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By Eric J. Brock


Everyone has favorite topics of interest. At the top of my list are sex and history, both in theory and practice. Thus, when asked to give my first address to the Tarshar Society, a rather exclusive little intellectual and gastronomic fraternity which meets monthly in the city of Shreveport to discuss whatever topic the appointed speaker that month chooses — always discussed in black tie over a large meal and plenty of cocktails — I chose the old red light district of Shreveport, long since closed but still alive in lore and fantasy (and to a degree reality as well, just not so well organized or tidy as it was when legal).

I was a new member, just invited to join a few months earlier. Other topics ranged from Ben Franklin, founder of Philadelphia’s Junta Society, upon which and with whose assistance Shreveport’s ancient and esteemed Tarshar Society (named for a noted Indian chief of local historic fame) was patterned and established, card tricks, first ladies of the United States, the Civil War’s Red River Campaign, and so forth. All were worthy scholarly topics and topics about which the members addressing them were passionate.

Encouraged to likewise choose a topic of passion, I opted for a discussion of whores, namely those of the old “district,” St. Paul’s Bottoms — Shreveport’s own “Storyville.”

I wasn’t sure how it would fly but since sex sells and since this was an all male crowd I figured I wouldn’t offend anyone. I figured correctly. Every single member save one who was out of town attended. Never had I seen an occasion where every member attended, but here it was! Just to hear little old me talk about ladies of the evening in the fin de siecle in our fair Southern city. As one of our older members said to me (and we had many older members): “talking about it is all that some of us have left!” The talk turned out to be a roaring success. Thus came this essay to be.

Of course, as a historian I have had access to a great deal of primary source data and have unearthed even more. Much of what appeared in this address was entirely new scholarship, unknown previously and unpublished in one place until now. From time to time I have used bits and pieces in articles and other addresses but this is the only place it has all come together, so to speak, between two covers.

I would be remiss if I did not thank my old friend and colleague Goodloe R. Stuck, whose biography of Madam Annie McCune, Shreveport Madam, which was published when I was sixteen years old, sparked in me a fascination with the old red light district which has never dimmed for a moment. Quite the opposite in fact.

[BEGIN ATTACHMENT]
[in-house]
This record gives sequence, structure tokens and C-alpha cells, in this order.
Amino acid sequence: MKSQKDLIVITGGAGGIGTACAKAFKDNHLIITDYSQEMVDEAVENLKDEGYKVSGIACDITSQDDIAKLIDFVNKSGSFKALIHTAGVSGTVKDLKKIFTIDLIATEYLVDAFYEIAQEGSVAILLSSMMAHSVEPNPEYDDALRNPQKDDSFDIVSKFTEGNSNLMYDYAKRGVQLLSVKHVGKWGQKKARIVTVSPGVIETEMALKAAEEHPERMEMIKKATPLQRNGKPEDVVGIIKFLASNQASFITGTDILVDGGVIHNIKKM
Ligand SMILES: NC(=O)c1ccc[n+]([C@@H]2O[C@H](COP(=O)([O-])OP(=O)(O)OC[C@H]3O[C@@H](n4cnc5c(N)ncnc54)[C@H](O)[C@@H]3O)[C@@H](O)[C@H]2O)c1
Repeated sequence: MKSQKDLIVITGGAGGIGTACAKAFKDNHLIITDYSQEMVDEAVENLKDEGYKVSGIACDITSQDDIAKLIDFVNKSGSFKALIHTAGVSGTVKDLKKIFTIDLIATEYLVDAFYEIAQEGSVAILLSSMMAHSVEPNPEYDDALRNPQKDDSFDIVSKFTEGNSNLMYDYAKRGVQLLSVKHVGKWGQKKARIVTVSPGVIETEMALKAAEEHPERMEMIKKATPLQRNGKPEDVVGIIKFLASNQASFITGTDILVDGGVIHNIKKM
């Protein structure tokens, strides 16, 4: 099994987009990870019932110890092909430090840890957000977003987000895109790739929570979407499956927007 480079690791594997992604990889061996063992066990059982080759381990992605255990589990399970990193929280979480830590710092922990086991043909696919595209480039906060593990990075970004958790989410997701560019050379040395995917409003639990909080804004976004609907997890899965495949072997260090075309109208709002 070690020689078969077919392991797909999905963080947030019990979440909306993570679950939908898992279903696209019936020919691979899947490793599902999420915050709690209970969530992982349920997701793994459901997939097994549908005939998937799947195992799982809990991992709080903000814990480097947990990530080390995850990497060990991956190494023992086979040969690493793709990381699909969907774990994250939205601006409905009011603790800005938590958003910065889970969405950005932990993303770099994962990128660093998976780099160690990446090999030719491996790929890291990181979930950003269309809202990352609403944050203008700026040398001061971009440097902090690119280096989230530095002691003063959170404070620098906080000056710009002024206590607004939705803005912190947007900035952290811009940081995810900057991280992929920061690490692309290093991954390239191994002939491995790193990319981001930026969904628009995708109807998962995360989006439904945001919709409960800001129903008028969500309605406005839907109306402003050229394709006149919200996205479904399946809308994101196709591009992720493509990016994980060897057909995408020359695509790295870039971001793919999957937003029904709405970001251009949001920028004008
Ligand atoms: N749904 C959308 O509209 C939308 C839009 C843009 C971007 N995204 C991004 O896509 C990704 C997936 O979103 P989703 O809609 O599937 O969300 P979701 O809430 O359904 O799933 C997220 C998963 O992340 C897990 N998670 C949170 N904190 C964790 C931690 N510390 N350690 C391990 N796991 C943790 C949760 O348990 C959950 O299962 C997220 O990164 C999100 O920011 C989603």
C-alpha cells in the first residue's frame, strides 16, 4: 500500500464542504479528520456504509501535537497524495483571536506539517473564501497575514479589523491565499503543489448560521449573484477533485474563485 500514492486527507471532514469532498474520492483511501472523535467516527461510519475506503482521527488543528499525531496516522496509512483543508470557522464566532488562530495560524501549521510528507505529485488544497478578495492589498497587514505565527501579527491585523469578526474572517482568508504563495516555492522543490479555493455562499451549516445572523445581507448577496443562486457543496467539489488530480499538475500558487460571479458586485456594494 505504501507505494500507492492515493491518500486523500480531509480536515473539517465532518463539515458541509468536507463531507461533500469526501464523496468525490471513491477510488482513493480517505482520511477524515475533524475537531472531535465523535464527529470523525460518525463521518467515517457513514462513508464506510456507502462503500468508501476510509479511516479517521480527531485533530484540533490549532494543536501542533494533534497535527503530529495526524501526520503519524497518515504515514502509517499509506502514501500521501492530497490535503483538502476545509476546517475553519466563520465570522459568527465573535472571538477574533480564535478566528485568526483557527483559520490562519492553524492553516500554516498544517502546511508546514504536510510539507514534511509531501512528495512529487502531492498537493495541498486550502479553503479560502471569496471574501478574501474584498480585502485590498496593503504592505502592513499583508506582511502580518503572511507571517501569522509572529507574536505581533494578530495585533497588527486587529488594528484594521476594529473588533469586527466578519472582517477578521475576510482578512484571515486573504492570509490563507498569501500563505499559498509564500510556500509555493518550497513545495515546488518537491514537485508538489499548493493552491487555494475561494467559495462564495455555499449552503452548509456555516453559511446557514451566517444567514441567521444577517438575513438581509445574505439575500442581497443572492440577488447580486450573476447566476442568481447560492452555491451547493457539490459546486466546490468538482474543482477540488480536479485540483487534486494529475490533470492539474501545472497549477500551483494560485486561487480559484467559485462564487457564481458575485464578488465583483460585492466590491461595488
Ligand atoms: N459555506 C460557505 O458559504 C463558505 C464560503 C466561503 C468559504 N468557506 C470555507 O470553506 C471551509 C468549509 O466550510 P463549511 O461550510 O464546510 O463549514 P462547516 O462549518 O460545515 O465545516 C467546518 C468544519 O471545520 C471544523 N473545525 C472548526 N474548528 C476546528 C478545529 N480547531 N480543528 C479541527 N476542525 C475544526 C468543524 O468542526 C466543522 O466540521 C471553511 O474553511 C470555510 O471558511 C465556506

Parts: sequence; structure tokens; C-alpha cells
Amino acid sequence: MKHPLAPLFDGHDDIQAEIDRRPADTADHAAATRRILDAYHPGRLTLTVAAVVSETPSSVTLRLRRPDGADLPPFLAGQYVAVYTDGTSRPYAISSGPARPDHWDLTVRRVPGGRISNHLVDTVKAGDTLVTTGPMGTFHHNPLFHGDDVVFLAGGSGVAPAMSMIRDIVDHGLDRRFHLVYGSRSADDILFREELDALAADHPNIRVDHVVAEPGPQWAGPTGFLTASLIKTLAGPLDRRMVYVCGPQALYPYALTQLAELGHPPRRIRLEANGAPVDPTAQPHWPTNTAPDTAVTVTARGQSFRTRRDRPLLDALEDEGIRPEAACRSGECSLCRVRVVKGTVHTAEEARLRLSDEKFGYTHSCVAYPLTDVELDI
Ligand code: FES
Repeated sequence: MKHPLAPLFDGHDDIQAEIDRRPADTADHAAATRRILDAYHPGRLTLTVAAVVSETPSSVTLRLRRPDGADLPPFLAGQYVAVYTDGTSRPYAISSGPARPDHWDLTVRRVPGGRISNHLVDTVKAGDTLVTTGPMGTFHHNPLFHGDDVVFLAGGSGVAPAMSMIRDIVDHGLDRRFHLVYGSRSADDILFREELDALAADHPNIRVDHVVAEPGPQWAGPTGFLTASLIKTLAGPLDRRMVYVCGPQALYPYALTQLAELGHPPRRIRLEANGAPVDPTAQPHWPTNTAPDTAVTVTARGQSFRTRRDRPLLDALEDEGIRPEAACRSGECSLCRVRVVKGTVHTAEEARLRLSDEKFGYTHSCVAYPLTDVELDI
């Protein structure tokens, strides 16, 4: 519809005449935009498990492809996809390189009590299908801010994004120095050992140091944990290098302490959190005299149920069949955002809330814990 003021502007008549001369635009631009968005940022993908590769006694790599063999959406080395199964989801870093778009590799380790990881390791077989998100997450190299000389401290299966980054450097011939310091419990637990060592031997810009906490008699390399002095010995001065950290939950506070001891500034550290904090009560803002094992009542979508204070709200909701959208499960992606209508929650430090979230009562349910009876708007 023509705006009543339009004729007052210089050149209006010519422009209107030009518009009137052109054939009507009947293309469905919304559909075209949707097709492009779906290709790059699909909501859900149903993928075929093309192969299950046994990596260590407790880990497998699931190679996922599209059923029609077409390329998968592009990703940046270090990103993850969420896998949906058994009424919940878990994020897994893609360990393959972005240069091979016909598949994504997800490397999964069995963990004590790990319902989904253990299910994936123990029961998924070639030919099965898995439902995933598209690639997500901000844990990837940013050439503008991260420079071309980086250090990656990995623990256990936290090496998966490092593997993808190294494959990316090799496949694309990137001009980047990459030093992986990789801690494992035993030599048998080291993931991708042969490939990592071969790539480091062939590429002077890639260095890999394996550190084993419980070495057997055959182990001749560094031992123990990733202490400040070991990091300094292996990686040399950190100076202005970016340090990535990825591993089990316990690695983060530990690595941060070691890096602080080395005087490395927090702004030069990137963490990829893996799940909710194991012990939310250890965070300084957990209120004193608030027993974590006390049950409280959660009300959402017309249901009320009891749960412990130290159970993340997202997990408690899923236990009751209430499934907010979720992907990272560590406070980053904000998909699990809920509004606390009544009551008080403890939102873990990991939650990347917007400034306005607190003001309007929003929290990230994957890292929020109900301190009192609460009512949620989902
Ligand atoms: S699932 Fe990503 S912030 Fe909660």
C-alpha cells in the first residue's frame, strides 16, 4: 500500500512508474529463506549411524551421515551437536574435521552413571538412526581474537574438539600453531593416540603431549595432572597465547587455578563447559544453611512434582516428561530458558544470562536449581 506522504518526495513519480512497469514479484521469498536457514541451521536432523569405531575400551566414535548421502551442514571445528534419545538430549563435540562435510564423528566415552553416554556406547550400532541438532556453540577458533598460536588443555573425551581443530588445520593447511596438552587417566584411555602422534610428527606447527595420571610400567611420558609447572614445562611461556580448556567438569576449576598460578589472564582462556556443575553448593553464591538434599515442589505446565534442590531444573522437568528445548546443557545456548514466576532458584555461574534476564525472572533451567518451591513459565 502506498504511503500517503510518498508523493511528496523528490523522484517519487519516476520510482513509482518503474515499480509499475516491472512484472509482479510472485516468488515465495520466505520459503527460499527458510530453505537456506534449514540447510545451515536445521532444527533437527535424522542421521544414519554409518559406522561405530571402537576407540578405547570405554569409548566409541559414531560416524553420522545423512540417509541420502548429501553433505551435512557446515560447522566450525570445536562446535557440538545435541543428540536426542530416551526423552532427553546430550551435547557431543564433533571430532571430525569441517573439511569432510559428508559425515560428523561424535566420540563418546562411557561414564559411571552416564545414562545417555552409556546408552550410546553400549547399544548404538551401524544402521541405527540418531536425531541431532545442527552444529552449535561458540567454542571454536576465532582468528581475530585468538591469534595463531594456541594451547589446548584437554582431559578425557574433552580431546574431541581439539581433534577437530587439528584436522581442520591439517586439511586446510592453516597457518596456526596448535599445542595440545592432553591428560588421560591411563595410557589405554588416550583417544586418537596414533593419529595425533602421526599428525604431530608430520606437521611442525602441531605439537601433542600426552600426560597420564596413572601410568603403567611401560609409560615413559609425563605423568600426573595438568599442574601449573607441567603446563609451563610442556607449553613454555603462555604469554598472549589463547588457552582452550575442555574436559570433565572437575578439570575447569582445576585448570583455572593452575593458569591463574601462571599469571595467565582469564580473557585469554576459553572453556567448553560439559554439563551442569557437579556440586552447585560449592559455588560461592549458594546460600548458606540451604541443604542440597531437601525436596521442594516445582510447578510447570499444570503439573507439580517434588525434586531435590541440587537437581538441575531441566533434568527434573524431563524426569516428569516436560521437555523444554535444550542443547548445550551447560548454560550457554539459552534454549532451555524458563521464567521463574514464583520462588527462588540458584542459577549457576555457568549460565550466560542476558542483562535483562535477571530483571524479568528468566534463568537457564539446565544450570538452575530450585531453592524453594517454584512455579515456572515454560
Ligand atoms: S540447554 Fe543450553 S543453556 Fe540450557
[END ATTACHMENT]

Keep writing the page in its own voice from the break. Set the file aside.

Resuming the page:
As a teenager Shreveport Madam, though a work of a largely academic nature with no salacious illustrations and only vague references of truly prurient interest, held all the fascination for me that, say, Penthouse Magazine did. The book was a perfect marriage of sex and history and I with a huge intellectual curiosity and raging hormones as well, found the whole concept unimaginably riveting. I wanted to go back in time to the old district and Goodloe’s book allowed me to do so, in a way.

Years later I became friends with Goodloe and when in his later years he moved from his lovely home in the historic South Highland’s neighborhood to a retirement complex apartment, he gave me copies of his notes for Shreveport Madam along with full access to the otherwise restricted collection of interviews used in the book. Goodloe encouraged me to do a book on the district as a whole, a work still in the future. This little booklet you are reading now, however, gives a taste of what that book will be like. I am still doing research on the topic. In the not too distant future the larger book will come to pass. For now, I hope each reader of this enjoys it as much as my fellow Tarsharians did.


To the girls!


Eric J. Brock

Shreveport, July, 2004



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